Buy New or Keep the Old?
Advantages and Disadvantages of Buying a New or Used Car, or Simply Holding onto the Older Car.
It has recently been reported that car owners are holding onto their cars longer than ever before, now on the average of four years instead of three years. It has also been reported that business for retailers and other sellers of spare parts for older cars is booming. While this may be good for the sellers of parts for these older cars, consumers may be making a serious mistake by holding onto their old cars longer. Particularly so in this time where automotive dealers are offering better incentives and rebates than ever before. Therefore, before deciding to hold on to that old car it may be wise to compare the advantages and disadvantages of old vs. new. Likewise the consumer should consider seriously whether to buy a used car or a new car as there are likewise advantages and disadvantages to each.
If you are considering buying a used car you should do so with a certain degree of skepticism because more than likely you are not going to hear the truth from the seller, whether it be an individual, used car dealer, or a used car from a new car dealer. First, you should be very wary that in buying a used car fraud appears to be the most common problem. There are several different kinds of fraud including blatantly lying about the previous history or the previous ownership of the vehicle; changing the terms of the purchase contract; laundering cars that were repurchased as lemons or as salvage to make them appear as if they were ordinary use cars; forging your signature on documents; and so forth. The most common of these occur when the seller either deliberately or negligently does not provide a prior history of the vehicle, particularly as pertains to prior collision damage.
Under the California Vehicle Code There are certain types of damage which must be disclosed, as follows: 1. prior damage of more than $500, or 3% of the manufacturer's original suggested retail price, whichever is greater. Thus for example if buying a used car that was originally sold for $30,000,three percent is $900 and any damage exceeding that amount would have to be disclosed; 2. Damage to the frame or drive train, or to the suspension of the vehicle if it requires major repair; and 3. If there was major damage which occurred in connection with the theft of a vehicle.
The best way to safeguard against some of these deceitful practices is to obtain a report of the previous history of the vehicle from Carfax or similar provider of such information on the Internet and to have a or examination and inspection of your vehicle by a reliable, experienced mechanic and also by a body shop to check for prior damage to the frame or body of the vehicle. Before considering buying a used car, however, you should seriously consider the advantages and disadvantages of buying a new car vs. a used car. In today's marketplace, with so many incentives and rebates being offered by manufacturers and considering the high cost of repairs for an older used car, it may well be worth calculating the costs of holding onto that old car compared to trading in your old car; and investigating the costs of buying a used car vs. the costs of paying for potentially trouble-free new car.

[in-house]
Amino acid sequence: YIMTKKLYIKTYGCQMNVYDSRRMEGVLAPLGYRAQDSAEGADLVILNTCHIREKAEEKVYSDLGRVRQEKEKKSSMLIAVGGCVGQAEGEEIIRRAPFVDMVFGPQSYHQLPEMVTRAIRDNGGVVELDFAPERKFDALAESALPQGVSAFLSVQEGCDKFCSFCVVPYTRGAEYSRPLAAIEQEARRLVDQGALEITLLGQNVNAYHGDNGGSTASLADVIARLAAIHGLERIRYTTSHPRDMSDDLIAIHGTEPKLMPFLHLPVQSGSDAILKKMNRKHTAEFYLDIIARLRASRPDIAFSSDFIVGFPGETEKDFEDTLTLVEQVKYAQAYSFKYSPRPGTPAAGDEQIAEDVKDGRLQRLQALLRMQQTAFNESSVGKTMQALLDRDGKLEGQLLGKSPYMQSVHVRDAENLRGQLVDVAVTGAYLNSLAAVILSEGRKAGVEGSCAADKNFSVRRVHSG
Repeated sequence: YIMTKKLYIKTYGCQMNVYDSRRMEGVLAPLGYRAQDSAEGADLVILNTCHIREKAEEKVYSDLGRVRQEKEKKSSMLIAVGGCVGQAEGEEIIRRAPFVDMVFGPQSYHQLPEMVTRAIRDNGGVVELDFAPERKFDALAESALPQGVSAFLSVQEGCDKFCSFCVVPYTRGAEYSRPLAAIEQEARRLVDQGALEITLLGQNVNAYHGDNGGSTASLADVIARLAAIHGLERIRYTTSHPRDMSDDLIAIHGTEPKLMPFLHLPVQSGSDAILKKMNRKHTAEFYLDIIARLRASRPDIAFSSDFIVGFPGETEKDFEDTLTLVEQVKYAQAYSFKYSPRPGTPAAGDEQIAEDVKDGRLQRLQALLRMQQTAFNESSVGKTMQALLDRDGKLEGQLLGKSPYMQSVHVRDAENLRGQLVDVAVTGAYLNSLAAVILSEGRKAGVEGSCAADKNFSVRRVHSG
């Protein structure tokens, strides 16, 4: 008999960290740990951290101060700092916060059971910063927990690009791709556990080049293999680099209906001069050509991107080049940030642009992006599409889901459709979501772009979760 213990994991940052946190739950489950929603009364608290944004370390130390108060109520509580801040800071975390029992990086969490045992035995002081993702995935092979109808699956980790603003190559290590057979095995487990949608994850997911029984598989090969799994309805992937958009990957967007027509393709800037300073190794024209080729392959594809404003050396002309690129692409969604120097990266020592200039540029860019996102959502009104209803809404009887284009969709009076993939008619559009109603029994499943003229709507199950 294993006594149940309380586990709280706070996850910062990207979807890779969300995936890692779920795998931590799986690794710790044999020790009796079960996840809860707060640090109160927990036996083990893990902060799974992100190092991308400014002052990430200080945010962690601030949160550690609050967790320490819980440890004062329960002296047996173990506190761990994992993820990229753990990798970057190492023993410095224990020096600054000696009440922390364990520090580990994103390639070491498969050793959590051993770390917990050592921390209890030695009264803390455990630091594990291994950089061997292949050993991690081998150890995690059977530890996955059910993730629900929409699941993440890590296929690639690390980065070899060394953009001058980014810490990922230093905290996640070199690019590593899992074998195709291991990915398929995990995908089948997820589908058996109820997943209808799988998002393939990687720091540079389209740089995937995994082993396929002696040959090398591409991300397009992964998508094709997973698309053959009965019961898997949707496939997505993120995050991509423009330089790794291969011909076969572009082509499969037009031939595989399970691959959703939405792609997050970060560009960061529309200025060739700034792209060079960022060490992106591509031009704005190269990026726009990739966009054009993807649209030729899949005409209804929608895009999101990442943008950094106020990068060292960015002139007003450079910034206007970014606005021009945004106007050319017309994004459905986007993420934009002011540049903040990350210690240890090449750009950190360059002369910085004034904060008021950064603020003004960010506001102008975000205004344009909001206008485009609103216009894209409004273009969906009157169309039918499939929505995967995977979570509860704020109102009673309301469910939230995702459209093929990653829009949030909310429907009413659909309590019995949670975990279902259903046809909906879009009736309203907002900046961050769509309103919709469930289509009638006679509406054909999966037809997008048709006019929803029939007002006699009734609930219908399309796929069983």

The following is a list of some of the benefits and disadvantages of each:
The most obvious advantage of buying a new car is that it comes with a comprehensive manufacturer’s warranty typically of three years or 36,000 miles, whichever comes first, although many manufacturers are now offering muchgreater bumper-to-bumper warranties and even more extensive warranties on certain parts of the vehicle such as the powertrain. Usually, these warranties will cover almost any problem you may encounter during the period that the new car warranty period. Additionally, you can be sure that the new car will have the most up-to-date safety features, not to mention the comfort and convenience features that are available today. Lastly, when you are the first owner of a vehicle you need not be concerned about previous mechanical problems or accidents, or the prior ownership history.
On the other hand, the price of new car will certainly be more than buying a used car. Additionally, insurance costs will likely be higher, but some of these are offset by the discounts offered by the insurance companies because of the numerous safety features of the new car. Finally, you should plan on holding onto a new car long enough so that the depreciation is spread over the years of ownership.
In considering buying a used car the most obvious advantage is that it will be cheaper than buying a new one. Also, the cost of buying an older luxury model may not be much greater than buying a new, more basic model. Additionally, the insurance based on the cheaper value of the used car is likely to be less. Finally, the rate of depreciation will be less for the first two years of ownership. As opposed to these advantages of buying a used car there is the great disadvantage of not knowing the prior maintenance records and repair history, including prior damage or accidents. While there are used-car warranties which may be made available by the used-car dealer and separate insurance companies, there is no comprehensive, comparable new car bumper to bumper warranty available. Additionally, the older car is certainly not going to have as many safety and convenience features as the new car. And, most important, maintenance costs of the older car will be considerably higher than that of the new car particularly as the vehicle gets to the end of its life, in most cases about 100,000 miles.
If you are in California call our Lemon Law Offices:
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